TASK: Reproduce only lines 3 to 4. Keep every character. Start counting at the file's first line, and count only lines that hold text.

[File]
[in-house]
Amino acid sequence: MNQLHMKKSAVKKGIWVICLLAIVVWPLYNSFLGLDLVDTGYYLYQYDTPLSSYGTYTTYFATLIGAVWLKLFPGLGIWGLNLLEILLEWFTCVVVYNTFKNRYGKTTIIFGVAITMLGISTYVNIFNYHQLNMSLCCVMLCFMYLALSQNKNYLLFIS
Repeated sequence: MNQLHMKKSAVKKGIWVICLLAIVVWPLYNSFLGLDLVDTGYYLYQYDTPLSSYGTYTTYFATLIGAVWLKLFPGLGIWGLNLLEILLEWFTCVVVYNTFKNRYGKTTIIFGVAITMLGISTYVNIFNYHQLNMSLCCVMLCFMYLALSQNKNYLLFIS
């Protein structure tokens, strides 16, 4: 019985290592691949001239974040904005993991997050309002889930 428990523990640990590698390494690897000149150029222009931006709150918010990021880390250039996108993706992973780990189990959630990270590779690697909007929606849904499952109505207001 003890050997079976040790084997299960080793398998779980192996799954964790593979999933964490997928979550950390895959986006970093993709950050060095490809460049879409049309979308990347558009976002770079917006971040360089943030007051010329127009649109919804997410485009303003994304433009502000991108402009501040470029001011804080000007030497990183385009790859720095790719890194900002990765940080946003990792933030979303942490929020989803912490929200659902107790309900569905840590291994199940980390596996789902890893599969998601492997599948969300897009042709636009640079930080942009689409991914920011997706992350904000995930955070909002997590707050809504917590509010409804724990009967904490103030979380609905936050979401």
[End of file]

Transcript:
Repeated sequence: MNQLHMKKSAVKKGIWVICLLAIVVWPLYNSFLGLDLVDTGYYLYQYDTPLSSYGTYTTYFATLIGAVWLKLFPGLGIWGLNLLEILLEWFTCVVVYNTFKNRYGKTTIIFGVAITMLGISTYVNIFNYHQLNMSLCCVMLCFMYLALSQNKNYLLFIS
């Protein structure tokens, strides 16, 4: 019985290592691949001239974040904005993991997050309002889930 428990523990640990590698390494690897000149150029222009931006709150918010990021880390250039996108993706992973780990189990959630990270590779690697909007929606849904499952109505207001 003890050997079976040790084997299960080793398998779980192996799954964790593979999933964490997928979550950390895959986006970093993709950050060095490809460049879409049309979308990347558009976002770079917006971040360089943030007051010329127009649109919804997410485009303003994304433009502000991108402009501040470029001011804080000007030497990183385009790859720095790719890194900002990765940080946003990792933030979303942490929020989803912490929200659902107790309900569905840590291994199940980390596996789902890893599969998601492997599948969300897009042709636009640079930080942009689409991914920011997706992350904000995930955070909002997590707050809504917590509010409804724990009967904490103030979380609905936050979401």